The delay is not a big issue, he says. "We have only 85,000 units of ownership and plant capacity will be 190,000 to 200,000 tons. So, the first year we will shell half or a little less than half capacity. A buying point is complete in Mariana, Ark., and "pieces of the buying point at Jonesboro are functional, so we are able to take in peanuts from the 2019 crop.
"We are bringing in peanuts now, sampling, cleaning, grading and transferring to rented warehouses. We expect the shelling plant to be in operation to shell next year's crop. Even with a late start, the plant will be able to shell the 2019 crop and still be able to handle the 2020 crops next fall."
Local economy benefits
In addition to the economic boost construction is bringing to Jonesboro, Jumper says more economic activity will develop after start-up. The plant will employ about 130 mostly skilled workers.
"The facility will be highly sophisticated and will involve a pretty robust training program," Jumper says. "We can’t hire workers off the street who understand food safety, how to run colors, how to manage the quality and safety of peanuts all the way from the warehouse to international shipment."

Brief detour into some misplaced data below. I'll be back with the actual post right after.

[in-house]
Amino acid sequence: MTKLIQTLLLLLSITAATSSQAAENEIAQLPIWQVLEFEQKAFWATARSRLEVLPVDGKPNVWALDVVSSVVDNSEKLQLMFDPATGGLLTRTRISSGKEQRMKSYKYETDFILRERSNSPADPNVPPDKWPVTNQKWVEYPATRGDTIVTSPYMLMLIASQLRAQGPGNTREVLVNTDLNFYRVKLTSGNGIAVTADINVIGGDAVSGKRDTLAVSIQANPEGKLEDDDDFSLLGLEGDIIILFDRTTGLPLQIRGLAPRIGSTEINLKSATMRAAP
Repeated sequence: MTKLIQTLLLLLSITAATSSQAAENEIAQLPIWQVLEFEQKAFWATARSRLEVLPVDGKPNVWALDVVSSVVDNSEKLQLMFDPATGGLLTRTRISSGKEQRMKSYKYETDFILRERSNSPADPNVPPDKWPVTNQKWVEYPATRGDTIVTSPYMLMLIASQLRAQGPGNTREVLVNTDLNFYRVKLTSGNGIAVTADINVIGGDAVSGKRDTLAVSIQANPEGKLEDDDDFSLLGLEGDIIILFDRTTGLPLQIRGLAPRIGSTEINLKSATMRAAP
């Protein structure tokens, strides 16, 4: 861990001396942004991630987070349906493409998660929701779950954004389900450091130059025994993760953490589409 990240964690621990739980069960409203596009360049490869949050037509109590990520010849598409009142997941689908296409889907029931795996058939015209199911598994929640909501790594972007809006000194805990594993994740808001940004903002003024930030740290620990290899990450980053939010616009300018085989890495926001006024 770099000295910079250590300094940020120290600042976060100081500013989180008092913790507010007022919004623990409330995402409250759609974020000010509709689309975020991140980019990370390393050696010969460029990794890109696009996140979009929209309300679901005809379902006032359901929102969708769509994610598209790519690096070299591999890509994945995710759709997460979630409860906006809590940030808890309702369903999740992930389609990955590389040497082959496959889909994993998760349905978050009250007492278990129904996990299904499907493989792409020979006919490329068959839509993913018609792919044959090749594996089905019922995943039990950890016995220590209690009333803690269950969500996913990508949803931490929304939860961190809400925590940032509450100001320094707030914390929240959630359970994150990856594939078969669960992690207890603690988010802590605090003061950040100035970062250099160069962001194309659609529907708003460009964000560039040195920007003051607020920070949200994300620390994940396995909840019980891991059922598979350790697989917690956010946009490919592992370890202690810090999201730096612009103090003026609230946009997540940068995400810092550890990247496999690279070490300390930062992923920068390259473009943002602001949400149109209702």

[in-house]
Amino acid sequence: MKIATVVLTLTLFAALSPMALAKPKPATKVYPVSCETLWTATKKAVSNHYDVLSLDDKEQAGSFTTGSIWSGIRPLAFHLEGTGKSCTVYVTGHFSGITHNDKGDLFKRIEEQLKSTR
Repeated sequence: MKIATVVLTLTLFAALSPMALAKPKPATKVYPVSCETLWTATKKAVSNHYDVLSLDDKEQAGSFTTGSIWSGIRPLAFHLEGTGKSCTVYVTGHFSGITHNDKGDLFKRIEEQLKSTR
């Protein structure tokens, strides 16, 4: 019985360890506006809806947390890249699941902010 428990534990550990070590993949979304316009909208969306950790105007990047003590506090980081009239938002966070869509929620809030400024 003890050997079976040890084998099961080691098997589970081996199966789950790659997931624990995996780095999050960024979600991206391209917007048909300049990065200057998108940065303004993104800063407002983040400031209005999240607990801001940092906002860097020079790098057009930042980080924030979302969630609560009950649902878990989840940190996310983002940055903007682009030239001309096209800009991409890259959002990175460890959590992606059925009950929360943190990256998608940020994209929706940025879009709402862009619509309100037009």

The plant will be a boon to the local economy in other ways. "The number of pieces of peanut equipment handled by local dealers will be significant. We expect 100 or more peanut combines as well as diggers, fluffers and trucks." He thinks 10,000 loads of freight, cold storage, blanching, and other goods will move through the region.
Jonesboro, Jumper says, is ideally situated for the plant. The proximity to manufacturers and producers offers advantages to each.
"Jonesboro also has good access to the people we will need to manage the plant. We have rail access, favorable freight and affordable utility costs."
Years in the making
Jumper says the project has been six or seven years in the making, beginning while he was working as an executive vice president for the Jimmy Sanders Company in Mississippi. "I got infatuated with peanuts," he says. "I knew it was an economically viable crop, but I needed to learn a lot."
The time, he adds, was not right until recently, when he "decided to come home, come out of retirement and put this thing together."
He says it stands to reason that peanuts would "follow the water," to the Delta.
The mutually beneficial relationship peanuts have with cotton, in addition to the strategic location of exceptional Delta farmers and manufacturing plants that need a consistent supply of peanuts, make peanuts and the infrastructure necessary to process them a good option for Arkansas.
"One similarity with peanuts and cotton," Jumper says, is that they require processing. "Farmers can take corn or soybeans to market as they come out of the field. Peanuts and cotton have to be shelled or ginned. That's good for local economies."
Delta Peanut, he and 65 or 70 LLC member families hope, will be a catalyst to improve on- and off-farm opportunities for current and subsequent generations of Mid-South farmers.
"You put all these things together and see a lot of advantages," Jumper says. "And the market is accepting us a lot quicker than I might have expected."